US urges Lebanon to sever Hezbollah from its financial system

Laws passed by Congress in 2015 and 2017 and a new Justice Department task force seek to disrupt Iran-backed terror group’s funding

A member of the Hezbollah terror group holds Lebanese and Hezbollah flags during a press tour near the border town of Arsal on July 25, 2017. (AFP Photo/Stringer)
A member of the Hezbollah terror group holds Lebanese and Hezbollah flags during a press tour near the border town of Arsal on July 25, 2017. (AFP Photo/Stringer)

A top US finance official is urging Lebanon to sever links between the Hezbollah terror group and the country’s financial system.

Visiting Lebanon this week, the Treasury Department’s Assistant Secretary for Terrorist Financing Marshall Billingslea “urged Lebanon to take every possible measure to ensure (Hezbollah) is not part of the financial sector,” according to a statement by the US embassy in Beirut cited by Reuters.

The visit came amid a renewed push by the US to disrupt Hezbollah’s sources of income, including its money laundering and drug trafficking activities worldwide.

In his talks with Lebanese officials, Billingslea “stressed the importance of countering Iranian malign activity in Lebanon,” according to the embassy.

Iran is Hezbollah’s political patron and chief source of funding.

Supporters of Lebanon’s Hezbollah terror group hold portraits of its leader Hassan Nasrallah (R) and its former military chief Imad Mughniyeh during a protest in Beirut on December 11, 2017. (AFP Photo/Joseph Eid)

The issue is sensitive for Lebanon, which has close ties to the US and receives American defense aid, but whose unity government includes the terror group’s political party, one of the most powerful political forces in the country.

The US Congress passed the Hezbollah International Financing Prevention Acts in 2015 and 2017, both attempting to separate Lebanon’s banks and other financial infrastructure from the terror group. Lebanese officials have lobbied against Washington implementing the demands of those laws, saying that attempts to sanction Hezbollah could result in destabilizing the entire country.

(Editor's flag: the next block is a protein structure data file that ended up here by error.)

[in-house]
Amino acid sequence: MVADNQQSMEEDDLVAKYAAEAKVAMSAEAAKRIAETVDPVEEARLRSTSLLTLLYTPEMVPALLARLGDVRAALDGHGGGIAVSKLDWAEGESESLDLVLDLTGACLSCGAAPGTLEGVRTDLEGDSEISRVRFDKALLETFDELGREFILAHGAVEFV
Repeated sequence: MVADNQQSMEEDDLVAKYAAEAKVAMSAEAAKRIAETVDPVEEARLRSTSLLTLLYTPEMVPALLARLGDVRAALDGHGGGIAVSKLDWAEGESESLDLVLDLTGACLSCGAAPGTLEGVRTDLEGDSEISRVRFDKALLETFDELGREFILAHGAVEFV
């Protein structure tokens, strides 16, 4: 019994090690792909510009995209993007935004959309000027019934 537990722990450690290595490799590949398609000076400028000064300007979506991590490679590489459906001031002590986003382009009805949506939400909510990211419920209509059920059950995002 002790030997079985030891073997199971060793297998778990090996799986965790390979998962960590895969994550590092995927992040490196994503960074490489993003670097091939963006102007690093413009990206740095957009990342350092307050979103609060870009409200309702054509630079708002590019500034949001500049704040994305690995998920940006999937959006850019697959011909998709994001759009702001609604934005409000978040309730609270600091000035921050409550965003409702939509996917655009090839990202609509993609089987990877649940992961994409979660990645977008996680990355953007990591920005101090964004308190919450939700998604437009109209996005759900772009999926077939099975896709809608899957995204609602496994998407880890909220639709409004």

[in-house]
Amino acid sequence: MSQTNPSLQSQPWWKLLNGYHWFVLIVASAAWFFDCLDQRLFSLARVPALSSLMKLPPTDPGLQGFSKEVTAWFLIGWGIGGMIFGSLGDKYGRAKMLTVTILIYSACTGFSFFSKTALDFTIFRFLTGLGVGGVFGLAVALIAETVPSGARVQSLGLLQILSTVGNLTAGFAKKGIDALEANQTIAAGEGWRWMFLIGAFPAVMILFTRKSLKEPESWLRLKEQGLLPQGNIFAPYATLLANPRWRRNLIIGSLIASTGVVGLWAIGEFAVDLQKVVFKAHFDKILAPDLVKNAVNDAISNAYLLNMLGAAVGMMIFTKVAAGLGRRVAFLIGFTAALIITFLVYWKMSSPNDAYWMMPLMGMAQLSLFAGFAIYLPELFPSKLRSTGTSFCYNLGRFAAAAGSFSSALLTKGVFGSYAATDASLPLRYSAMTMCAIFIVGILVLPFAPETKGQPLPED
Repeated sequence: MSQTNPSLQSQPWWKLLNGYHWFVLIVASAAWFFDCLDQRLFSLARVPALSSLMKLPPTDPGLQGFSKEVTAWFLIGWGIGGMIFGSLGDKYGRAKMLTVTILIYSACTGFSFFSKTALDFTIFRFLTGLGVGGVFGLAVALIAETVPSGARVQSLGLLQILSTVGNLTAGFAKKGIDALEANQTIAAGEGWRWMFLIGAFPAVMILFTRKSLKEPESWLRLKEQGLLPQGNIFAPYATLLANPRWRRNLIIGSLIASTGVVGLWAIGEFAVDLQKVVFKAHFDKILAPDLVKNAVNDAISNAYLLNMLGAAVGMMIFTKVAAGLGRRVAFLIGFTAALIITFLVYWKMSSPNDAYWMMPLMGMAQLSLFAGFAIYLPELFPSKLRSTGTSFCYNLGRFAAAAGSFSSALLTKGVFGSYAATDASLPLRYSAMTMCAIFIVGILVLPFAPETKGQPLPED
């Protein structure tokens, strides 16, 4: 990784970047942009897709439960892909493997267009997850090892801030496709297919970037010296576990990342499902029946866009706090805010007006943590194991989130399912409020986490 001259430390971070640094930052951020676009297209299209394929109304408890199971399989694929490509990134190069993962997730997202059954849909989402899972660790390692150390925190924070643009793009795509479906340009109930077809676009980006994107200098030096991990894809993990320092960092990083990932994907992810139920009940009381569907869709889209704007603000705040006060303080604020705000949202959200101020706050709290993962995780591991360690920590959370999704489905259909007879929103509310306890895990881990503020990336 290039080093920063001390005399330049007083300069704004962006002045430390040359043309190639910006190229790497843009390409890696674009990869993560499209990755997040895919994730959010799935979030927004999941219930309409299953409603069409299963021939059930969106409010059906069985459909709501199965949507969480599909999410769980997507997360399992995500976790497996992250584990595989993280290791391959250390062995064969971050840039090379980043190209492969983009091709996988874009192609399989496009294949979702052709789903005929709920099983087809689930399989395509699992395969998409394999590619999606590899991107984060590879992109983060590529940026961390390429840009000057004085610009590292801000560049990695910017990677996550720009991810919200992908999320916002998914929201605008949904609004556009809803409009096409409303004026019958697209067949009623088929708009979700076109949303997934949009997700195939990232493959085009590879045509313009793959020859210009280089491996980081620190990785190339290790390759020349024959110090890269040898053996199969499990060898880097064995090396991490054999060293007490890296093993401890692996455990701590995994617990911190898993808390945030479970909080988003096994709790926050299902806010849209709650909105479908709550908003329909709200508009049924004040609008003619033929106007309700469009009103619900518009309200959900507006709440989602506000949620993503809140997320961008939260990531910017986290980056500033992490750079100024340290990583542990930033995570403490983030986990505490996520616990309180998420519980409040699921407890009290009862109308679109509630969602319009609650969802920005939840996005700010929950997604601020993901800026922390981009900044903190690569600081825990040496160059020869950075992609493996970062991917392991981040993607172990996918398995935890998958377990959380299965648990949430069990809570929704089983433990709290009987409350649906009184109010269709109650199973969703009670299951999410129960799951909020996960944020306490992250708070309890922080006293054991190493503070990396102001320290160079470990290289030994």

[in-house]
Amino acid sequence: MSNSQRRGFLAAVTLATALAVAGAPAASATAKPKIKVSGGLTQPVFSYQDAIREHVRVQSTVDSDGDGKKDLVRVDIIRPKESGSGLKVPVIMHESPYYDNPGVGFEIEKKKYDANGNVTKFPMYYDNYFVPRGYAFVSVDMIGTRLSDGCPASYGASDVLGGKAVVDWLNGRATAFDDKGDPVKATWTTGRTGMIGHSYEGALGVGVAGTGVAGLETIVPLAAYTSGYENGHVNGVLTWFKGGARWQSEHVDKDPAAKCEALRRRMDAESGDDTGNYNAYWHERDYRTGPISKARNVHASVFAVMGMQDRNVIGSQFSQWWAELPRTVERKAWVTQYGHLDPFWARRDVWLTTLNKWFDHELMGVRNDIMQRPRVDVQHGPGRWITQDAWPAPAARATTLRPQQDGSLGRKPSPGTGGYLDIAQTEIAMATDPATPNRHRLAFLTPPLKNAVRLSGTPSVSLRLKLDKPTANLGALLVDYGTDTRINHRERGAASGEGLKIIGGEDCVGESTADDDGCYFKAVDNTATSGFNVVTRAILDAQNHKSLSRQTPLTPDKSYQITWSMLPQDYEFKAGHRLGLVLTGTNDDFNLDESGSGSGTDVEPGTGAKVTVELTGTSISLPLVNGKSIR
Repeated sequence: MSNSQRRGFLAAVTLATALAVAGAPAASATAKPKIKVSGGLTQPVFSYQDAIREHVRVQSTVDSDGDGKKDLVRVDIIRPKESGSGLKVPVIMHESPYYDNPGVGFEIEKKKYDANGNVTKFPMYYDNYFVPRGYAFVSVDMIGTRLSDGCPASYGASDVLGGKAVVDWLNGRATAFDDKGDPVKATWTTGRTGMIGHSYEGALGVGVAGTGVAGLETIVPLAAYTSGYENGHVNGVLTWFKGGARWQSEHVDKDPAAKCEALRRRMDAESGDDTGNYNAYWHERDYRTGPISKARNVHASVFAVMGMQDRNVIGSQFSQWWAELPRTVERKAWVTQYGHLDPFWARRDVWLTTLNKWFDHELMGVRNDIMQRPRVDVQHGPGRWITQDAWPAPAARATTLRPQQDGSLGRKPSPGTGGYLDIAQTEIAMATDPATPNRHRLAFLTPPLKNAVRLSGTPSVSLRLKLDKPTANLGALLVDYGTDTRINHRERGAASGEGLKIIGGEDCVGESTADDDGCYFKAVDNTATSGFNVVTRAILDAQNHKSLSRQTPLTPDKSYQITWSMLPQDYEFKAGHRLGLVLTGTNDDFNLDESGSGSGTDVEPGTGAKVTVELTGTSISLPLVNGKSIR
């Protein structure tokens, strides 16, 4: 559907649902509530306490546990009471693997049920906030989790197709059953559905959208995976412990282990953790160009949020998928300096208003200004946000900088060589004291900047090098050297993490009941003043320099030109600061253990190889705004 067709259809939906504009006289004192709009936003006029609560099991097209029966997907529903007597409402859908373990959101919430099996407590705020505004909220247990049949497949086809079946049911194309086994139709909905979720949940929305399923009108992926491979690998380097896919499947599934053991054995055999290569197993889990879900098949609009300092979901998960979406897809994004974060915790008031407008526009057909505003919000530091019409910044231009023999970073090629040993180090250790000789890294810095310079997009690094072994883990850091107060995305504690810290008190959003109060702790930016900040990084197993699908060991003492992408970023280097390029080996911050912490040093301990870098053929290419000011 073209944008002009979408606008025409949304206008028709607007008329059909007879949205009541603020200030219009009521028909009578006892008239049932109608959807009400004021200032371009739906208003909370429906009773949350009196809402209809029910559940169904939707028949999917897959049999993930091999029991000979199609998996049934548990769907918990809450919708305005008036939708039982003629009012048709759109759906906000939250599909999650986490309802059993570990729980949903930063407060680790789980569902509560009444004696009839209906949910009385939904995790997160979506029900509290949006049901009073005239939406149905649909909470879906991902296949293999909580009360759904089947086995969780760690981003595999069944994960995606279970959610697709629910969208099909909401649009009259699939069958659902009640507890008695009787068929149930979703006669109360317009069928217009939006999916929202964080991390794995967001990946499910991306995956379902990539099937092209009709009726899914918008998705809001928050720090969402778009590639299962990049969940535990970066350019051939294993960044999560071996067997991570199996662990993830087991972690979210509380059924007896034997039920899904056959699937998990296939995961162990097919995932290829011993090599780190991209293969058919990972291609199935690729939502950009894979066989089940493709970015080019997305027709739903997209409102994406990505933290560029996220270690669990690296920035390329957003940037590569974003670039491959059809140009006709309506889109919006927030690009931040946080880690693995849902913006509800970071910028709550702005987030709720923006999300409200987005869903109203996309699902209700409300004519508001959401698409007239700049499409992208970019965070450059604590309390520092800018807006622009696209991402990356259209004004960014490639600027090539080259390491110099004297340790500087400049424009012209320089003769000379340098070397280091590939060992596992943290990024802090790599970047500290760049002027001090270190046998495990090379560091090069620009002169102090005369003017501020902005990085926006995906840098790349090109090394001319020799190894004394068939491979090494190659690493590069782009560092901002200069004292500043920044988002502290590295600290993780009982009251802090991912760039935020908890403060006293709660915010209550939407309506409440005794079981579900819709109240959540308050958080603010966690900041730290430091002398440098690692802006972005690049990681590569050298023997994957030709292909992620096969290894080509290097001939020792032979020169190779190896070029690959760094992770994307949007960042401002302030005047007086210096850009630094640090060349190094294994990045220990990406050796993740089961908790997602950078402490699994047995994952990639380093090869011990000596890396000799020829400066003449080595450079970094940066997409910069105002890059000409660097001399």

Billingslea met with Lebanon’s President Michel Aoun, Prime Minister Saad al-Hariri and top banking and political figures, according to Reuters, reportedly assuring the officials that Washington’s efforts against Hezbollah did not detract from its wish to ensure a “strong, stable, and prosperous Lebanon.”

Two weeks ago, the US Justice Department announced the creation of a special task force to investigate what it called “narco-terrorism” by Hezbollah.

The unit will comprise specialists on money-laundering, drug trafficking, terrorism and organized crime, targeting Hezbollah’s sprawling network, whose reach extends across Africa and into Central and South America, the department said.

Fighters of the Shiite Hezbollah terror group attend the funeral in the southern Lebanese town of Kfar Hatta of a comrade who died in combat in Syria. March 18, 2017. (AFP Photo/Mahmoud Zayyat)

“The Justice Department will leave no stone unturned in order to eliminate threats to our citizens from terrorist organizations and to stem the tide of the devastating drug crisis,” said US Attorney General Jeff Sessions.

“The team will initiate prosecutions that will restrict the flow of money to foreign terrorist organizations as well as disrupt violent international drug trafficking operations.”

A portrait of the head of the Hezbollah terror group Hassan Nasrallah is seen on November 5, 2017, in the southern Lebanese village of Adshit. (AFP Photo/Mahmoud Zayyat)

Officials in Washington, and US allies Saudi Arabia and Israel, have increasingly raised the alarm over Hezbollah’s growing power in Lebanon and around the world.

Two weeks ago, former top Treasury Department sanctions official Juan Zarate told Congress that Hezbollah’s drug smuggling and money laundering operations were global in scale.

“Recent actions by the Drug Enforcement Administration (DEA) and Treasury to dismantle networks of Hezbollah’s ‘Business Affairs Component’ have exposed financial and trade nodes that the Hezbollah operates and led to arrests and enforcement actions around the world,” he told a hearing of the House Foreign Affairs Committee.

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